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IPM Time

Published on: 09:47AM Oct 15, 2009


 
Alla SriRamaChandra Reddy (on the right in the blue shirt) has jumped from the frying pan of caterpillars in conventional cotton to the fire of mealy bugs in his Bt field. He is from a village in the Gajwel Mandal of Medak District in the southern Indian State of Andhra Pradesh.  His plight is not typical of many Bt farmers in the region because he does not suffer from any allergy when his genetically engineered crop is ginned. However, the drastic change in the pest complex he must battle can be seen for miles around. This is a primary reason for some pesticide and seed corporations thriving with bludgeoning bottom lines even as their customers writhe in despair.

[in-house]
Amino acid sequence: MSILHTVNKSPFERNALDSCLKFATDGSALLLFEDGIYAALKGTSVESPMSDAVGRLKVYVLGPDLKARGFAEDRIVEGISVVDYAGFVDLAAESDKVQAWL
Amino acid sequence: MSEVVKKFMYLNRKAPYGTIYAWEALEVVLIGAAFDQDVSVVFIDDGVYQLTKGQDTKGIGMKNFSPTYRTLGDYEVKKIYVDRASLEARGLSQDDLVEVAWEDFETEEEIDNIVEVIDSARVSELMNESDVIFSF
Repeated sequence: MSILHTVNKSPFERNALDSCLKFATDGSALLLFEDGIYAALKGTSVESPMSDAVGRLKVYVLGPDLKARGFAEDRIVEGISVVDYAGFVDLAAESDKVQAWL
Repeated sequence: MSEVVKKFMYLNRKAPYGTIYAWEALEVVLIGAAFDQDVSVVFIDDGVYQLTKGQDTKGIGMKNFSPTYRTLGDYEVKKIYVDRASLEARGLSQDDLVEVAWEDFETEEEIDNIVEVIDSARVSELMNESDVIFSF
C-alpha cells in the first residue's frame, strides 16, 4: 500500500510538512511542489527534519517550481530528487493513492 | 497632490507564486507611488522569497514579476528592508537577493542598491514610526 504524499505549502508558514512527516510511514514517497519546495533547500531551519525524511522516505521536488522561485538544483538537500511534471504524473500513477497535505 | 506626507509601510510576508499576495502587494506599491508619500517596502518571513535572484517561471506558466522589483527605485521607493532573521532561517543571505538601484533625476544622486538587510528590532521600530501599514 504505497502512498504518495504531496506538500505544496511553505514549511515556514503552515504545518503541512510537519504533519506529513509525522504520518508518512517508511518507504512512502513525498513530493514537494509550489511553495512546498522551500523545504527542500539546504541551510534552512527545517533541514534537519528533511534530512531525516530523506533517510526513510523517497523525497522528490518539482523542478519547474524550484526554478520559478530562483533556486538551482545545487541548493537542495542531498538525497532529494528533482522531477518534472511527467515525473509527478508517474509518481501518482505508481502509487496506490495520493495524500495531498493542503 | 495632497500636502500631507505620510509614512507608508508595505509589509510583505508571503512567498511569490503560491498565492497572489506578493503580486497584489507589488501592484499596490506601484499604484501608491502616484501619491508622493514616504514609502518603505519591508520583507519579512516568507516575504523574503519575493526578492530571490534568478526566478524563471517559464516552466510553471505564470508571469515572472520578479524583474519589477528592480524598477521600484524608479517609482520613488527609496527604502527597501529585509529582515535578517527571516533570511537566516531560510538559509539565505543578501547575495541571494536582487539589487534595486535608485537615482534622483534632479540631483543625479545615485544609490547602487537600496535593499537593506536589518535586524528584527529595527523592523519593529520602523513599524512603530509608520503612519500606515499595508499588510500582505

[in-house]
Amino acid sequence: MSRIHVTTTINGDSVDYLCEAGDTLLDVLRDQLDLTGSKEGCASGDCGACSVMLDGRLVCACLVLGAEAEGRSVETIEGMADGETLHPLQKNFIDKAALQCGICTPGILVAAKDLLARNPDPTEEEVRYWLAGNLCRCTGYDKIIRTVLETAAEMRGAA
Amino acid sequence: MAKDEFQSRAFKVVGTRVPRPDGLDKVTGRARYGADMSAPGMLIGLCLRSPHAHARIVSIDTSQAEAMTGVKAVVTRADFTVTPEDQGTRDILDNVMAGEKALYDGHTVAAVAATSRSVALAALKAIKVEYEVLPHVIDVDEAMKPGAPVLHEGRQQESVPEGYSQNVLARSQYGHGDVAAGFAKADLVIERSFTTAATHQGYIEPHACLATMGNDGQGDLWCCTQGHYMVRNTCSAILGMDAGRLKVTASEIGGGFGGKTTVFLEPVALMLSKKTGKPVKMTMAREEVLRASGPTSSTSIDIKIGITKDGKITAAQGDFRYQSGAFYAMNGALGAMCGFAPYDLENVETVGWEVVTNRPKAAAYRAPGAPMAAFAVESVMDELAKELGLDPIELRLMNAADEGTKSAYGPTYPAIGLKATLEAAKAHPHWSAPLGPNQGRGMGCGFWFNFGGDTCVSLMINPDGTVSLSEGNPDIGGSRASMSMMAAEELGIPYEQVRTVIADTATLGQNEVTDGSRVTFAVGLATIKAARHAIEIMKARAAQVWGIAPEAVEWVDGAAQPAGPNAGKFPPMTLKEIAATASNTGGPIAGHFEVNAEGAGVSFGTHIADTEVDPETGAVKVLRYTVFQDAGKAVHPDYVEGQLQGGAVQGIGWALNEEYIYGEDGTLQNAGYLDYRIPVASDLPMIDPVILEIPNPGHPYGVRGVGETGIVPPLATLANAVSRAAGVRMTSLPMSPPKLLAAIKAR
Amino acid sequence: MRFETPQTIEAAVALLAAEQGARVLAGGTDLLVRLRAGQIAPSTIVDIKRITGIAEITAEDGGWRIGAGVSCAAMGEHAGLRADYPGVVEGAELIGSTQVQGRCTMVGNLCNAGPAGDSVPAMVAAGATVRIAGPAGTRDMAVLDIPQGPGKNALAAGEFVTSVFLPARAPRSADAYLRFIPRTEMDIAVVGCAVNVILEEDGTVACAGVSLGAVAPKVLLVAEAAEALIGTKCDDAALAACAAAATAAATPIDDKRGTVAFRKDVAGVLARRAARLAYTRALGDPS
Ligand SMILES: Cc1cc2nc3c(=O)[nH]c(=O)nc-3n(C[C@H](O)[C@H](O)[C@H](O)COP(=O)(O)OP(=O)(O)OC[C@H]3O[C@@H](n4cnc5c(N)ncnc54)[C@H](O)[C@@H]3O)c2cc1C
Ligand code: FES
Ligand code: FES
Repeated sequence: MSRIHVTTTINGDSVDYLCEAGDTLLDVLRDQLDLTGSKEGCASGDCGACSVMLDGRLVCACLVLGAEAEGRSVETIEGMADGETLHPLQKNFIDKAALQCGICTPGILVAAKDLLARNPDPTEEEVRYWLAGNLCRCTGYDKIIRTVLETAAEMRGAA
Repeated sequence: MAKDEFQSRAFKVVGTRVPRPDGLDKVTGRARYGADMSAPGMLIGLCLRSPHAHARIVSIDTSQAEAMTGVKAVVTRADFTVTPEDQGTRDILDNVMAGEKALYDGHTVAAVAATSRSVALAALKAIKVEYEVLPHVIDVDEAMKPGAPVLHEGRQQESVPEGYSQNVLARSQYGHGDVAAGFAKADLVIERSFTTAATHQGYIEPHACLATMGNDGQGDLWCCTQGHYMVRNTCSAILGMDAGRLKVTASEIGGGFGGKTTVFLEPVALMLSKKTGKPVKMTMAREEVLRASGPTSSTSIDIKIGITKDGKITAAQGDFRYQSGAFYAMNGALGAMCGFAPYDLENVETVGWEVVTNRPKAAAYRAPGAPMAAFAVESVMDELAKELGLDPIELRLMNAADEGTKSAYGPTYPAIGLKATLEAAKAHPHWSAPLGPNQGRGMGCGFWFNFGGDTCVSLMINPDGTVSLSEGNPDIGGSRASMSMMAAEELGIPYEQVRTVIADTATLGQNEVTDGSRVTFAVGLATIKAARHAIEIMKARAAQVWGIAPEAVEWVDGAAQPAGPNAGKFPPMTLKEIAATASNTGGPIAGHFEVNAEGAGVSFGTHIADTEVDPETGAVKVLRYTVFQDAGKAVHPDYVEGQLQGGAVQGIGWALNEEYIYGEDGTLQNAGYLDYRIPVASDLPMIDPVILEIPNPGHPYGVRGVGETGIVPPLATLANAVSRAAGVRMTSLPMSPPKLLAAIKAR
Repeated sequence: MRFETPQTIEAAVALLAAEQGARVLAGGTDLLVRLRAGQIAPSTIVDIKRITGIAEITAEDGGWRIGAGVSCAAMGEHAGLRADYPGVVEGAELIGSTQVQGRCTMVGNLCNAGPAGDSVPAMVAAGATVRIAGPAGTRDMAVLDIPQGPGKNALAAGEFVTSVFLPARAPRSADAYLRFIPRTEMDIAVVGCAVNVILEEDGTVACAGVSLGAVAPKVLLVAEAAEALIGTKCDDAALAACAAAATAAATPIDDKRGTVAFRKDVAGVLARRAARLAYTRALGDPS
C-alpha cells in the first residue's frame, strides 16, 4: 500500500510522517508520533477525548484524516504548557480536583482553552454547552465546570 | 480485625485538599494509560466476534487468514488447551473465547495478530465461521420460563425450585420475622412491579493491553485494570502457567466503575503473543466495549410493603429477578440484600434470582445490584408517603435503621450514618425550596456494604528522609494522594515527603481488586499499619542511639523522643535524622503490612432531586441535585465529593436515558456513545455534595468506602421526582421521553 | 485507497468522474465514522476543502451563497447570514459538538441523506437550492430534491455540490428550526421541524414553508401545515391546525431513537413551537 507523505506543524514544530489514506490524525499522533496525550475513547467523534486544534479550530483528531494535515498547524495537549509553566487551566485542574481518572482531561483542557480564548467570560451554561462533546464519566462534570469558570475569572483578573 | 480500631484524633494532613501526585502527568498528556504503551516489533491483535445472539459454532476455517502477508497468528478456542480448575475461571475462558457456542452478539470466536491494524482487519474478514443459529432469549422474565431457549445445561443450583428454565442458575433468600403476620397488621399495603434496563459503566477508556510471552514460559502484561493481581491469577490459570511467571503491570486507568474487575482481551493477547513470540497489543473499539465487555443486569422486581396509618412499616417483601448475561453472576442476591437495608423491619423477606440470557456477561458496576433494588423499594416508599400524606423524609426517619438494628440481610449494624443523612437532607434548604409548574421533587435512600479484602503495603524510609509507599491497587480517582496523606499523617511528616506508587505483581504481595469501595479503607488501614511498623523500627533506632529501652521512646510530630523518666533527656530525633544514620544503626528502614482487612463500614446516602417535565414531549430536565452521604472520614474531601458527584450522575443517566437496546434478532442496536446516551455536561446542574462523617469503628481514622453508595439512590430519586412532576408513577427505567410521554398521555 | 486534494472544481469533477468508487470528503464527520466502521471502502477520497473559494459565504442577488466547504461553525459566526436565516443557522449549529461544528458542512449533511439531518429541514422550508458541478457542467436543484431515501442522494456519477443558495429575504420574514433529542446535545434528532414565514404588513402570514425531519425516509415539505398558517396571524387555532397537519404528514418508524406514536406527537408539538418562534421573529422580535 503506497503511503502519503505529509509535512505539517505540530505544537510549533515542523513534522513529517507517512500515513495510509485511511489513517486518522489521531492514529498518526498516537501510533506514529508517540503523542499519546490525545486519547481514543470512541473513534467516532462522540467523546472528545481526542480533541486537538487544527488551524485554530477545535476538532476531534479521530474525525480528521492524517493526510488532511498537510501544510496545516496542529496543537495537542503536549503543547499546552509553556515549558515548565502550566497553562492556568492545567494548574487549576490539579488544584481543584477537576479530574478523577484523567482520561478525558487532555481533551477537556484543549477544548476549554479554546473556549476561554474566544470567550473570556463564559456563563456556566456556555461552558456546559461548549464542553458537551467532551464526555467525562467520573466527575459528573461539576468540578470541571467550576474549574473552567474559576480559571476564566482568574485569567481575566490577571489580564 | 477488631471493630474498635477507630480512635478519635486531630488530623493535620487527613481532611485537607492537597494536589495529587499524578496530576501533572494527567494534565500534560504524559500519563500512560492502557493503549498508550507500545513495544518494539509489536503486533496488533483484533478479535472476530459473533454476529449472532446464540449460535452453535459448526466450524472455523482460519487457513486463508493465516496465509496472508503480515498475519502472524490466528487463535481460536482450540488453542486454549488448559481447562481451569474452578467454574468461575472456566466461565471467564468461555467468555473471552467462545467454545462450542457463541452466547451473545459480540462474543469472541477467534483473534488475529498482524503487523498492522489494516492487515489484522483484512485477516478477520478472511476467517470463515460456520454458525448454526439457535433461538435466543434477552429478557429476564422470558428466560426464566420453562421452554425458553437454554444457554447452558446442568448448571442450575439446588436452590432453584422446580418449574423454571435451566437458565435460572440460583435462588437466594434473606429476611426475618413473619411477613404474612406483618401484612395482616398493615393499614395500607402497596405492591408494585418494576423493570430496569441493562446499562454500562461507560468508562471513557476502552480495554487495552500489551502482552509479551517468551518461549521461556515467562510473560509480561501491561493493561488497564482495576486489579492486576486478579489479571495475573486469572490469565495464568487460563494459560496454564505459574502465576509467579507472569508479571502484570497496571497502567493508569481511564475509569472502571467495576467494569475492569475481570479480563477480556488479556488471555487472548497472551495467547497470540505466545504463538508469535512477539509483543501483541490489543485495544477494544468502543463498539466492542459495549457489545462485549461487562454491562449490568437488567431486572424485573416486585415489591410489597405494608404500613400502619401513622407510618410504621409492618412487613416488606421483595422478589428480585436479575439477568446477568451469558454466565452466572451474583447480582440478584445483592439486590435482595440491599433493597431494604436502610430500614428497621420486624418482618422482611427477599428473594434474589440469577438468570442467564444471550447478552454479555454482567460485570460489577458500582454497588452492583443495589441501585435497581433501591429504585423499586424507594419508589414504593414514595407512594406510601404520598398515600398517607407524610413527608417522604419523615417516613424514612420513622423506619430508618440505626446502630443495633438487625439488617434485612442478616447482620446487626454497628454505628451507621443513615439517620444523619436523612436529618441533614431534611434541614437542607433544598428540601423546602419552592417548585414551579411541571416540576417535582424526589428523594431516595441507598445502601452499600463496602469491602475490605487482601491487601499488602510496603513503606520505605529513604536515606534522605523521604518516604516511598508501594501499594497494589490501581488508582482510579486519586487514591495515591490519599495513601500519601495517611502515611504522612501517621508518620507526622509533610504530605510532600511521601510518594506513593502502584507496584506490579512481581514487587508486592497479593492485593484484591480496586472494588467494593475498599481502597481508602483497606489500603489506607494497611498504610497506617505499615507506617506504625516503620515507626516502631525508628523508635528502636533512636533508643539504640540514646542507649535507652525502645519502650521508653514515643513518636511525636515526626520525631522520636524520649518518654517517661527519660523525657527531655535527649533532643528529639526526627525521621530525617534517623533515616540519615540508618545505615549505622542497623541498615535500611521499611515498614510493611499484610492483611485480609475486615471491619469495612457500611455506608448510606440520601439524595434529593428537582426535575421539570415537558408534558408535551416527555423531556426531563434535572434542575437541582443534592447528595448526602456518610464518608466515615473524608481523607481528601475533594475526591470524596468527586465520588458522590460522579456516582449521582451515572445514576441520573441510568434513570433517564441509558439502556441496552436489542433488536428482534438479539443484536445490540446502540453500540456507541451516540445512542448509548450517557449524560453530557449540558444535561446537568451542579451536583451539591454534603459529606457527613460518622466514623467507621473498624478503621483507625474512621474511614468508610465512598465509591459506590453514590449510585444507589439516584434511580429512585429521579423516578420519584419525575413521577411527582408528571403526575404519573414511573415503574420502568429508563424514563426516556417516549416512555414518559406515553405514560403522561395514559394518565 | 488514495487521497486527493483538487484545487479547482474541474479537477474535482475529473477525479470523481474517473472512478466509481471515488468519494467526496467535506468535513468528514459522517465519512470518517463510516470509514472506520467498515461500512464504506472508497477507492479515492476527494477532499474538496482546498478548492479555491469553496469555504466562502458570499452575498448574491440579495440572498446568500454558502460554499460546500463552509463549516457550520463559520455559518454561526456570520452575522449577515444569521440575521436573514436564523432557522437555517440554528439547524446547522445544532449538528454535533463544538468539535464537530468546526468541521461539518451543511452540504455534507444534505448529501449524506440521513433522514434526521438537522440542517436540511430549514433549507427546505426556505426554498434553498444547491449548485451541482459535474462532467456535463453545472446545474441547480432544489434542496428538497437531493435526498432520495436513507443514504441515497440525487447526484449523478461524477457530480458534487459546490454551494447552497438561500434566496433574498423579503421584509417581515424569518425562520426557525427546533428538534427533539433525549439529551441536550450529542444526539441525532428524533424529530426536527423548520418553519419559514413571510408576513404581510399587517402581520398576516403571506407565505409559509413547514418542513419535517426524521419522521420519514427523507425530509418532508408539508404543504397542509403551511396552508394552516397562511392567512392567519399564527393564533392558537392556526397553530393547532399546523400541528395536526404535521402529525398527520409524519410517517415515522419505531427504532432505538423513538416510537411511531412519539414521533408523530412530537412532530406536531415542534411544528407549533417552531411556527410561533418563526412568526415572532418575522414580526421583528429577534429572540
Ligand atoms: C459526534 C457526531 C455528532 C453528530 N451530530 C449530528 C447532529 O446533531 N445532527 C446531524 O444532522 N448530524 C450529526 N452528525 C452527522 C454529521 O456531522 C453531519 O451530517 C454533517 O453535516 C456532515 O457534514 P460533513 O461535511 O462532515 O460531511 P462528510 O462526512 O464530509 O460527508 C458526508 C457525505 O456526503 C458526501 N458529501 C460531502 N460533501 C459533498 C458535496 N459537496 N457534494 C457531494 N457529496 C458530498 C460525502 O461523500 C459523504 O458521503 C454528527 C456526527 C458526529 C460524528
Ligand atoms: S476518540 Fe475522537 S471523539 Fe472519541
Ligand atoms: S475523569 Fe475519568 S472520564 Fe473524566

The Bt bandwagon rolls on relentlessly and regardless of the tremendous hardships it wrecks on poor people at Ground Zero. Mealy bug management is alien to people who have cultivated field crops for cash over generations. Jassids and whitelies wait in the wings, ready to suck out what little life is left in the system. There should be no doubts about what the future holds for Bt in vegetables. Contact insecticides that can be easily washed off in running water will be replaced by systemic ones which will need considerable cooking to dissipate. Bt toxins will have undetected effects on people with immune pathologies. Jassids and whiteflies are no strangers to vegetables, though their tribes will increase manifold, even as mealy bugs inavde soils and make permanent presences painfully felt. It is party time for pesticide professionals though generic producers will be relegated to the background, as indeed will IPM.
 
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